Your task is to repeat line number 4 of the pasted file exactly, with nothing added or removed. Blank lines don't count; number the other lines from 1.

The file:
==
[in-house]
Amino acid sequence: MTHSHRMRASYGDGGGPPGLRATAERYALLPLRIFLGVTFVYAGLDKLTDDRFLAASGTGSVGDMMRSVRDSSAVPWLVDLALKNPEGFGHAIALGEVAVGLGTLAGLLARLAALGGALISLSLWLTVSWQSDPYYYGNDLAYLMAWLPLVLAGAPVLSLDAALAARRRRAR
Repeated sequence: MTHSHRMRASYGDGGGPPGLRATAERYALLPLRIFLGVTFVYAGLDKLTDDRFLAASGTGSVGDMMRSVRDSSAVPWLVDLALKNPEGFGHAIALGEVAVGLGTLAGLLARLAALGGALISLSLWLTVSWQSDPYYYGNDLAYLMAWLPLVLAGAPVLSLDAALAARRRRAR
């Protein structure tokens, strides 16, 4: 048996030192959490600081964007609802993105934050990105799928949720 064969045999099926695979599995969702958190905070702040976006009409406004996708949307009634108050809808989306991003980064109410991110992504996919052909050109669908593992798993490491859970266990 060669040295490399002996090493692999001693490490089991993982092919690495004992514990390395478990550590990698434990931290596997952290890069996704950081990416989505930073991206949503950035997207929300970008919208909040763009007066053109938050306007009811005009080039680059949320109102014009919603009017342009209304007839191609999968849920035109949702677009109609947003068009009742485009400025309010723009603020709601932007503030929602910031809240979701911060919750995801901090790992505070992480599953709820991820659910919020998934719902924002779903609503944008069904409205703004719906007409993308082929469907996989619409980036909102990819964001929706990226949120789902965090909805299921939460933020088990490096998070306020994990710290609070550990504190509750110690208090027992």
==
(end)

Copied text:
């Protein structure tokens, strides 16, 4: 048996030192959490600081964007609802993105934050990105799928949720 064969045999099926695979599995969702958190905070702040976006009409406004996708949307009634108050809808989306991003980064109410991110992504996919052909050109669908593992798993490491859970266990 060669040295490399002996090493692999001693490490089991993982092919690495004992514990390395478990550590990698434990931290596997952290890069996704950081990416989505930073991206949503950035997207929300970008919208909040763009007066053109938050306007009811005009080039680059949320109102014009919603009017342009209304007839191609999968849920035109949702677009109609947003068009009742485009400025309010723009603020709601932007503030929602910031809240979701911060919750995801901090790992505070992480599953709820991820659910919020998934719902924002779903609503944008069904409205703004719906007409993308082929469907996989619409980036909102990819964001929706990226949120789902965090909805299921939460933020088990490096998070306020994990710290609070550990504190509750110690208090027992």